VMware Inc. began in November to ship VirtualCenter, an expanded management tool that handles provisioning, monitoring, and security access controls for virtual servers across multiple physical servers. VirtualCenter, unveiled in June as VMware Control Center, also feeds the data it collects to more comprehensive management suites such as IBM Tivoli and Computer Associates Unicenter. VMware is working on integration with Hewlett-Packard OpenView.
In addition to VirtualCenter, VMware is also making its VMotion technology available as part of ESX Server. VMotion software lets system administrators move virtual servers from one physical server to another using a drag-and-drop Windows screen interface. These servers can be moved without interruption to any applications running on them.
Gannett Co., one of the world's largest media companies, plans to meet the need for computing power through a strategy of server consolidation. The company, which owns 94 daily U.S. newspapers, including USA Today, is using VMware's virtualization software to quickly and cheaply upgrade older servers while also setting up test environments to ensure a smooth transition.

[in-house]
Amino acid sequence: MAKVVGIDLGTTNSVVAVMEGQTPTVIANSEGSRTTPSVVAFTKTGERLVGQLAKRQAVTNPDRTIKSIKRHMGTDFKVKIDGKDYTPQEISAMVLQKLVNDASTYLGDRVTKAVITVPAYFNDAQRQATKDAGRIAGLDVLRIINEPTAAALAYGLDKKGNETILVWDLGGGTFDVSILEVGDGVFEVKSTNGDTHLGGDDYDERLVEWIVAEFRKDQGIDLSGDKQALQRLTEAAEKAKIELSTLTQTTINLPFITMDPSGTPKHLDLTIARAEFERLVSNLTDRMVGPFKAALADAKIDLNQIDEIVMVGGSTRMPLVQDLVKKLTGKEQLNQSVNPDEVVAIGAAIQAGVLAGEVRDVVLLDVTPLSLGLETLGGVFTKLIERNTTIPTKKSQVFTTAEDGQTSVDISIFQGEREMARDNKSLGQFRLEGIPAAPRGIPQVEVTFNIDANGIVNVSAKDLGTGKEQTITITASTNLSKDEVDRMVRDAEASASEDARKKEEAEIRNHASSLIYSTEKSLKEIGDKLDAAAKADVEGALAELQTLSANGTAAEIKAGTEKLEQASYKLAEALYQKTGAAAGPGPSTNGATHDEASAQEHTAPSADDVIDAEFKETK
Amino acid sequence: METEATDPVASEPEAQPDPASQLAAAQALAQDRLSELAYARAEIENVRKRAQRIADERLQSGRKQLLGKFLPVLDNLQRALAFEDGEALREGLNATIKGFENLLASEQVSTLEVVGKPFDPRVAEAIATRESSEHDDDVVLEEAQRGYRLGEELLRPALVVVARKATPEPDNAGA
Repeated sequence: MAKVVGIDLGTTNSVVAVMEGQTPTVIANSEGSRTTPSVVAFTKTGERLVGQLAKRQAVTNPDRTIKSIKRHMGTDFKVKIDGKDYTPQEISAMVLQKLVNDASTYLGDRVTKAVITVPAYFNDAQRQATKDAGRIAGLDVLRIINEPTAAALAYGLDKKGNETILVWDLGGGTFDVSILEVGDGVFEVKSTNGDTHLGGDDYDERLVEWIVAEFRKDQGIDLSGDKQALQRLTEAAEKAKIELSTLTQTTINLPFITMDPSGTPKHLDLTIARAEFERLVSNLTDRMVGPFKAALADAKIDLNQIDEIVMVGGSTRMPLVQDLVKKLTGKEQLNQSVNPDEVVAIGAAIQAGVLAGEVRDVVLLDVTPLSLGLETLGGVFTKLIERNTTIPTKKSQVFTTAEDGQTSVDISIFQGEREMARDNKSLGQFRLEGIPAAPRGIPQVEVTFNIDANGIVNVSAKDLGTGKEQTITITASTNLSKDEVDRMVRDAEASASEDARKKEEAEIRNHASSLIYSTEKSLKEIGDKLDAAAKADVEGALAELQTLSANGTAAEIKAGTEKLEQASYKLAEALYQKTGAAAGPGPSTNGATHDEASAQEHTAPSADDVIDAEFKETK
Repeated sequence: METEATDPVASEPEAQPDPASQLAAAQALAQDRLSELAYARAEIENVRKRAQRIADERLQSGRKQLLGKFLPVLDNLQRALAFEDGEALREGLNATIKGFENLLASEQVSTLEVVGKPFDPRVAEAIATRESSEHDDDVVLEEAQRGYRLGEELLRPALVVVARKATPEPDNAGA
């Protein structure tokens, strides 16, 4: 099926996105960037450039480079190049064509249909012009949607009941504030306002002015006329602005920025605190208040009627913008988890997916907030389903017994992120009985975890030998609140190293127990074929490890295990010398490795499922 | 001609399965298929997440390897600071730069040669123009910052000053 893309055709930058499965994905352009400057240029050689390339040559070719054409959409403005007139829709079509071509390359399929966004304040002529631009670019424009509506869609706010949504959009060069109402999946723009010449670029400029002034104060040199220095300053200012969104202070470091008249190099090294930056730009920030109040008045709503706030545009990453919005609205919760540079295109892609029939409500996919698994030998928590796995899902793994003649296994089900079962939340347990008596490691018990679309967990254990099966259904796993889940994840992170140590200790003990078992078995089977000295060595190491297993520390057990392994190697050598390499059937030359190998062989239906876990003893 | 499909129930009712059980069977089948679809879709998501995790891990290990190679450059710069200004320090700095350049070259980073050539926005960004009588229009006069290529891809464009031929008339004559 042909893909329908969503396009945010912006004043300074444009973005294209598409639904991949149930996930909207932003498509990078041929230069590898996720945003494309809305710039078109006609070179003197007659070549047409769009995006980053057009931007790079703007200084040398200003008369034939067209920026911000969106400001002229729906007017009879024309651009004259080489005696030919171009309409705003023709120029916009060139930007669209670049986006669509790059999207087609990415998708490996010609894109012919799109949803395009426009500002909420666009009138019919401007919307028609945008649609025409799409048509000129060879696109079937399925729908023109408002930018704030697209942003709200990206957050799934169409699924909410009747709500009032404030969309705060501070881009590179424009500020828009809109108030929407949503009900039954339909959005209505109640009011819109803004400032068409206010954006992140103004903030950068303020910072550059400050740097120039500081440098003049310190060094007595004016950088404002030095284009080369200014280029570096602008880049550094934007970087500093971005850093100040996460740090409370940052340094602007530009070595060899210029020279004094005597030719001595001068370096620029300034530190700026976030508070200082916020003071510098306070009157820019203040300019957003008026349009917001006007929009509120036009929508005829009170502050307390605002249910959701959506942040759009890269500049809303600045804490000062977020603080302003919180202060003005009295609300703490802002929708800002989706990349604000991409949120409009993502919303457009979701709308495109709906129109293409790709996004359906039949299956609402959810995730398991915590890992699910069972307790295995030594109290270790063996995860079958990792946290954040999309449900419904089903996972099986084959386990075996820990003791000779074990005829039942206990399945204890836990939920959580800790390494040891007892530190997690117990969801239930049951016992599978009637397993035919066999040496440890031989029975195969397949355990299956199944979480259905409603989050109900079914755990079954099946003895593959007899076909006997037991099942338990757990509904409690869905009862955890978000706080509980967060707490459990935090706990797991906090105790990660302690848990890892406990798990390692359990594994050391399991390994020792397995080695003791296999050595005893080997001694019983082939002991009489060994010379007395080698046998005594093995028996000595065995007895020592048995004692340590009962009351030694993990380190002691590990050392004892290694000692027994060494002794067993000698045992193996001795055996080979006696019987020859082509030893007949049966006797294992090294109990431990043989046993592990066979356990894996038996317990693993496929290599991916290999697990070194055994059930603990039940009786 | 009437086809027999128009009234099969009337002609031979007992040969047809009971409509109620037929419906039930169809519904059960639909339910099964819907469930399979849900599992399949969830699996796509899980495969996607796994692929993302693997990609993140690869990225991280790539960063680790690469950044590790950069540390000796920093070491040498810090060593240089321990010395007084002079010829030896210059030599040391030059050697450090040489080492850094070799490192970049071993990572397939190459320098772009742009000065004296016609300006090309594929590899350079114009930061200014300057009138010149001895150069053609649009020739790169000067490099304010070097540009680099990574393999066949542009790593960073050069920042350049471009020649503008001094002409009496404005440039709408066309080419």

Since August, the company has been running VMware's ESX Server on two four-way Intel-based IBM x440 servers. Gannett's IT staff is using ESX Server to divide the x440s into 10 virtual servers running intranet, systems management, and financials apps migrated from older Intel-based servers running on either Pentium 2 or Pentium 3 processors.
That's just the beginning, Gannett IT architect Eric Kuzmack says. The company plans to continue to wring efficiency out of its IT operations by running as many as 25 virtual servers on each x440 over the next several months. The century-old news company saw 2002 net income jump nearly 40% to $1.2 billion, while sales only increased 1% to $6.4 billion.
Companies in several industries, including agribusiness J.R. Simplot Co. and insurance provider American International Group Inc., have for years been using VMware virtualization software to consolidate Intel-based server farms that grew out of late 1990s business growth. Gannett, however, is taking advantage of VMware's newest technology to improve the management of these virtual servers.